[Bitcoin-development] Alternative to OP_EVAL

Alan Reiner etotheipi at gmail.com
Thu Dec 29 21:31:11 UTC 2011


I haven't been much a part of these brainstorming discussions, and so I'm
really looking at this from a bird's eye view, without any bias towards any
particular idea.

I do see what appears to be relevant concerns, brought up just before new,
powerful functionality is injected into 50%+ of the nodes on the network.
 I cannot tell from my position if there is/has been consistent concern for
OP_EVAL proposal, or if it's mostly a transient response to hearing about
recursion in the scripting engine, etc (like myself, originally).  I
haven't debated this topic much, so I'm not in a position to personally
comment on any proposals.  (Though, this all feels very similar to the
problem of hash-table collisions in HTTP
POST<http://www.securityweek.com/hash-table-collision-attacks-could-trigger-ddos-massive-scale>
).

However, I would like to remind everyone that we/you are messing with a
$20+ million dollar *thing*.  There's more than just a piece of software at
stake -- whatever goes in needs to be as hard as diamond.  If we open up a
hole that allows someone to satisfy arbitrary scripts, or create one-packet
DoS/crash attacks, that could be devastating for Bitcoin.  Roconner is
persuasive enough to make *me* think that not all corners of this
functional space has been explored properly.  And while my opinion doesn't
matter, I'm concerned that others may feel too invested in the current
design path to want to "go backwards."  Again, I don't know one way or
another, I just want to warn against pride getting priority over security.


At the very least, you should consider consequences and recovery path of
such unanticipated problems.  If the things that could go wrong are
devastating, let's lean towards a more conservative solution (like
sandboxing the sub-scripting engine).   Remember, the network is working
just fine *without *OP_EVAL, and while OP_EVAL provides some really nice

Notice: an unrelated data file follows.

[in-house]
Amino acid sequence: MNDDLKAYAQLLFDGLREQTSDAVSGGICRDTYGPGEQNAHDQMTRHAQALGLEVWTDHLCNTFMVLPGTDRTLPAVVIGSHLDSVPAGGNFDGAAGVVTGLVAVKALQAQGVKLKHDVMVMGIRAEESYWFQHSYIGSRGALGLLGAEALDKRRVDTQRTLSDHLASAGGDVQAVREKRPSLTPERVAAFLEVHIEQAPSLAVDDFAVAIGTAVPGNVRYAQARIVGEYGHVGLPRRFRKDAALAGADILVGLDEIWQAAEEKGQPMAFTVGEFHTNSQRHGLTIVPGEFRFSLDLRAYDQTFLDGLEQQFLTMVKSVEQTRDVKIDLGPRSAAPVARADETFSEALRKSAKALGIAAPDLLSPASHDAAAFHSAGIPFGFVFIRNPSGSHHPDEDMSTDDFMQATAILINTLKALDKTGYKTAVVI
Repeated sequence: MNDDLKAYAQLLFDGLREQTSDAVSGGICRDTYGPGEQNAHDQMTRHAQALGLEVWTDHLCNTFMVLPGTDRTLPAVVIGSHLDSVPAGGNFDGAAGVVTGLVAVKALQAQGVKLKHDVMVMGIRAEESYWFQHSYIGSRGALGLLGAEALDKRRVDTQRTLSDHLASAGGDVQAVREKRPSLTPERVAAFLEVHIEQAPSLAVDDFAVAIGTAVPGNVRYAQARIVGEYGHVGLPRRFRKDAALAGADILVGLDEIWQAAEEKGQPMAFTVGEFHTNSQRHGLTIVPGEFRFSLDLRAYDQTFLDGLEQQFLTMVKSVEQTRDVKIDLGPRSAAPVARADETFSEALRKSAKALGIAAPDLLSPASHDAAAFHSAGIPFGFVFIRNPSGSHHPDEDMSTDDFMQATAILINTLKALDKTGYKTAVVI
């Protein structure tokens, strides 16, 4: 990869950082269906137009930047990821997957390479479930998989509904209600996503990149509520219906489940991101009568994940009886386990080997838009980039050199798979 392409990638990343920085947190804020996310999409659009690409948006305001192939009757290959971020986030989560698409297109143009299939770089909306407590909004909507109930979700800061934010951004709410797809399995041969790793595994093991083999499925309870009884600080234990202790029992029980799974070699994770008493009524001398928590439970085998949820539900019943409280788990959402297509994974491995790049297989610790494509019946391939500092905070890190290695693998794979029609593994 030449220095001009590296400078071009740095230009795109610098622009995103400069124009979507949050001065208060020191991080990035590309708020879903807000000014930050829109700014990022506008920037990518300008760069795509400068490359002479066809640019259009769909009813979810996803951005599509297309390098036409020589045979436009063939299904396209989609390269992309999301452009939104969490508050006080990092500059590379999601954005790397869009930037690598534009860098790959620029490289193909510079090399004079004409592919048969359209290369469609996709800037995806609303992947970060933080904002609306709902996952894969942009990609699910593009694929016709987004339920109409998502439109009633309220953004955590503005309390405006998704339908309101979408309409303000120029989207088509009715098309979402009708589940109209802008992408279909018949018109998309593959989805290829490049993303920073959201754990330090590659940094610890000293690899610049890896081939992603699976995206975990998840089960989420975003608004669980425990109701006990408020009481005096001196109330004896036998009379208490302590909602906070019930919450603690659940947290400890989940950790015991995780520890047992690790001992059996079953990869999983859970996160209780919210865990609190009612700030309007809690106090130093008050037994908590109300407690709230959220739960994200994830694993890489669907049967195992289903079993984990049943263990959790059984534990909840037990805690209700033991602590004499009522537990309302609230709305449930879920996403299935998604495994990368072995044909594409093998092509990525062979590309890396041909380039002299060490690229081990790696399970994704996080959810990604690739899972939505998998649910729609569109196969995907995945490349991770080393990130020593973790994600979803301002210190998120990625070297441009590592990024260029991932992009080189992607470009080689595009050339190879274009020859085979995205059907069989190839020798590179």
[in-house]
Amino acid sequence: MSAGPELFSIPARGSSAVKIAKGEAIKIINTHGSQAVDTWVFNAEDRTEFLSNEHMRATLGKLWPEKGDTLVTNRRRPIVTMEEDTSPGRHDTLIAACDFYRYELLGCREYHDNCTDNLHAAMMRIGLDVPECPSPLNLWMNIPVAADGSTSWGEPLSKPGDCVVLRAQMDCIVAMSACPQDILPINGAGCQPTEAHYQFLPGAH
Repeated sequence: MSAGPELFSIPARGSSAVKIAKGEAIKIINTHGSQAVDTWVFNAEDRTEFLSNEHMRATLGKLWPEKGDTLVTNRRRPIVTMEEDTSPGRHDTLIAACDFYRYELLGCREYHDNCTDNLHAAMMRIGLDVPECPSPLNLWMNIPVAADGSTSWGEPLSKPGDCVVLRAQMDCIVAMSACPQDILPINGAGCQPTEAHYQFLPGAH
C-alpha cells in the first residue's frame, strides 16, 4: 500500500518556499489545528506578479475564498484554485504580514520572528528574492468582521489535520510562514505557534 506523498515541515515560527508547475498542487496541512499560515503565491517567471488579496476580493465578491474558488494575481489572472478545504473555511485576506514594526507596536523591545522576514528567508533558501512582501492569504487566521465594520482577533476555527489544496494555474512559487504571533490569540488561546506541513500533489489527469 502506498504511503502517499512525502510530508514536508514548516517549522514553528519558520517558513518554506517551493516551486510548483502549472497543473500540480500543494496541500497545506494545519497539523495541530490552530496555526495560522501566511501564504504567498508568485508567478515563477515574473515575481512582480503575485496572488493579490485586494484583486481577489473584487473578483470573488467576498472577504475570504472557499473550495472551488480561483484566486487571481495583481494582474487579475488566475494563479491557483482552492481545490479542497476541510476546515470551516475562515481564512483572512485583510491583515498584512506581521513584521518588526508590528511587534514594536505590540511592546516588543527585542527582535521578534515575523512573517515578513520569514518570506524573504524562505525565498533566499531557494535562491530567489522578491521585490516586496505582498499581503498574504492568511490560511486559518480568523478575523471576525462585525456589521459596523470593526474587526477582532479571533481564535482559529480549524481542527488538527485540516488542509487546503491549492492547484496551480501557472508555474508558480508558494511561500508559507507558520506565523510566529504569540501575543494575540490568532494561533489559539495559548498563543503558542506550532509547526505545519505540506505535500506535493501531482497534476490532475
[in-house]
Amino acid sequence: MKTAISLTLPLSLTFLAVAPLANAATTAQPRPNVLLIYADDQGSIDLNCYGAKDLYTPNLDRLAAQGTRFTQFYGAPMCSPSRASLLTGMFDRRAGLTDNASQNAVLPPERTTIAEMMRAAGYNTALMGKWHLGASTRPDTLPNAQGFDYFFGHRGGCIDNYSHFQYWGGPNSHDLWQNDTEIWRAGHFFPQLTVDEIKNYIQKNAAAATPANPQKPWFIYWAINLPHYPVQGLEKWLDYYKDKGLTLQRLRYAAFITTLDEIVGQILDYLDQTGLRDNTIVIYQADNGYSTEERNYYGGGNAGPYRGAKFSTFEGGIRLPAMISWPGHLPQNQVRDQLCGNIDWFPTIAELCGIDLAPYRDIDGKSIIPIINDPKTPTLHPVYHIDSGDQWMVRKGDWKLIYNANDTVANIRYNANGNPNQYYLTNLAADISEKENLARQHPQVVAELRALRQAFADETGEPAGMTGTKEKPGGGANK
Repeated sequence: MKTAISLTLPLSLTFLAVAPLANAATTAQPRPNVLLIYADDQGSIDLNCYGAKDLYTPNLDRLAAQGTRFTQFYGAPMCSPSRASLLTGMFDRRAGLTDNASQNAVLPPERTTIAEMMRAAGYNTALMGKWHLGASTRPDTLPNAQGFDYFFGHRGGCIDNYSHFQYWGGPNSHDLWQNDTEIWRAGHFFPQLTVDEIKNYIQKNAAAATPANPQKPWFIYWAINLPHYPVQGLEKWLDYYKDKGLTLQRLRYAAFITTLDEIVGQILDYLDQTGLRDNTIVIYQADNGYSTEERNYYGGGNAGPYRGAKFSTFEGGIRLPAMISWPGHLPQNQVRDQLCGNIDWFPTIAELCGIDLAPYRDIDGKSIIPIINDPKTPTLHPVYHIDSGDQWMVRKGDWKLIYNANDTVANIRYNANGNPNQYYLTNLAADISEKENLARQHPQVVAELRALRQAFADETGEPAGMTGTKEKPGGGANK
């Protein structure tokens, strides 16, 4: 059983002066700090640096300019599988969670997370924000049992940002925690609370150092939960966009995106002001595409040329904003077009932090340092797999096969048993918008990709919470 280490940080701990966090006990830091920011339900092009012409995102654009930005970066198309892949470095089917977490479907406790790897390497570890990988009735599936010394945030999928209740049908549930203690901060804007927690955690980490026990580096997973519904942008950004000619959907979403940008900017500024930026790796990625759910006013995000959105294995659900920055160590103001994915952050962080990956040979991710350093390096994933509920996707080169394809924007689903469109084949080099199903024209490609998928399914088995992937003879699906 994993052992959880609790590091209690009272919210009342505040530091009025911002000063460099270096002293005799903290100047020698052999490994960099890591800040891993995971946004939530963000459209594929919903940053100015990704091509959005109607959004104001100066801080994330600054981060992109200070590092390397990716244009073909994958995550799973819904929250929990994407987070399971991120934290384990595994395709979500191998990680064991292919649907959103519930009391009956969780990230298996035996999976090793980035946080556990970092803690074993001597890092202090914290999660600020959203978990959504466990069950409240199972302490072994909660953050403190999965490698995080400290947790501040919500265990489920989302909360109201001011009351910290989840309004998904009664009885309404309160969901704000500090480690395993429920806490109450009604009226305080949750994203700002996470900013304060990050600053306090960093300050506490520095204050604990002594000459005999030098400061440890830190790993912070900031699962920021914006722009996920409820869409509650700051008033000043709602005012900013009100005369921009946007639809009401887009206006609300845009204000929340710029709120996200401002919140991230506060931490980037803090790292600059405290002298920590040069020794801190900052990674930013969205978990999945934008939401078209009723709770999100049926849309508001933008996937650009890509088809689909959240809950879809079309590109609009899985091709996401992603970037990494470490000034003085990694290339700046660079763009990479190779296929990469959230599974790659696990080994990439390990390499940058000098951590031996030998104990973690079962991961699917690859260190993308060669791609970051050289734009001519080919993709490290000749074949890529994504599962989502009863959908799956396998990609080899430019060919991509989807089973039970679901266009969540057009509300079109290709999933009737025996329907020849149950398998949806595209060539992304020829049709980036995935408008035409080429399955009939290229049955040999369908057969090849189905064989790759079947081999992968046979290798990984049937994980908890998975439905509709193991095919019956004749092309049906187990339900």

benefits, I don't think the benefits over regular multi-sig are worth the
consequences of making a mistake in this multi-million dollar beast.

Okay, back to your regularly-scheduled debating...
-Alan

On Thu, Dec 29, 2011 at 2:08 PM, Pieter Wuille <pieter.wuille at gmail.com>wrote:

> On Thu, Dec 29, 2011 at 01:55:03AM -0500, roconnor at theorem.ca wrote:
> > Gavin asked me to come up with an alternative to OP_EVAL, so here is my
> > proposal.
> >
> > OP_CODEHASH Initial Proposal
>
> If we're again brainstorming about alternatives for OP_EVAL, I'll do my
> own.
>
> It is called OP_CHECKEDEVAL, and is specified as follows:
> * It looks at the two elements most recently (in code position) pushed by
> a literal,
>  and not yet consumed by another OP_CHECKEDEVAL. These are S (the
> serialized script),
>  and H (its hash). This implies it defines its own literal-only stack,
> where all
>  literals push to, and only OP_CHECKEDEVAL pops from. This special stack
> has the
>  advantage of allowing static analysis - one does not need to execute any
> operations
>  to find out which data will end up on it. Note that "skipped" code
> (inside the
>  ignored part of an IF-THEN-ELSE) can still push to the literal stack.
> * For the "outer script", it does not have any effect at all, except for:
>  * 2 elements popped from the literal-only stack
>  * potentially causing failure
>  It does not touch the main stack, alt stack or any other part of the
> execution state
>  not listed above.
> * Failure is caused when either of these conditions hold:
>  * No two elements remain on the literal-only stack
>  * The Hash(S) != H
>  * The inner script execution caused failure
> * For the execution of the inner script:
>  * It is executed in a completely new and independent execution
> environnement
>  * It executes the deserialized S
>  * It inherits the main stack and alt stack (without the serialized script
> and the hash
>    themselves) from the outer execution.
>
> This requires OP_CHECKEDEVAL to immediately follow the push of script and
> hash,
> so the code in the pair < <script> OP_CHECKEDEVAL > can be parsed and
> interpreted as code,
> allowing static analysis.
>
> As OP_CHECKEDEVAL has absolutely no effects except for potentially causing
> failure, it
> is very similar to the OP_NOPx it would replace, and guarantees that
> interpreting
> OP_CHECKEDEVAL as OP_NOPx can never cause the script to become invalid if
> it wasn't
> already.
>
> A basic pay-to-script-hash scriptPubKey is very short:
>
>  <scriptHash> OP_CHECKEDEVAL
>
> And it is redeemed using:
>
>  <script inputs> <script>
>
> Furthermore, the implementation is very similar to what was already done
> for
> OP_EVAL. Modifications:
> * EvalScriptInner needs less by-ref arguments, as it cannot modify the
> parent's state.
> * A literal-only stack needs to be maintained.
>
>
> I believe this combines all advantages:
> * Easy spend-to-script-hash (shorter than OP_EVAL)
> * Backward compatible (guaranteed by construction, instead of separately
> enforced like with OP_EVAL)
> * Statically analyzable (though it requires deserializing the script data).
> * Possibility to introduce a new language inside (not done in this
> proposal)
>
> Only disadvantages:
> * Slightly less flexible than OP_EVAL, as it disallows dynamic interation
> with serialized scripts.
> * Static code analyzers need to deserialize script data.
>
> Credits: gmaxwell for the idea of a literal-only stack
>
> --
> Pieter
>
>
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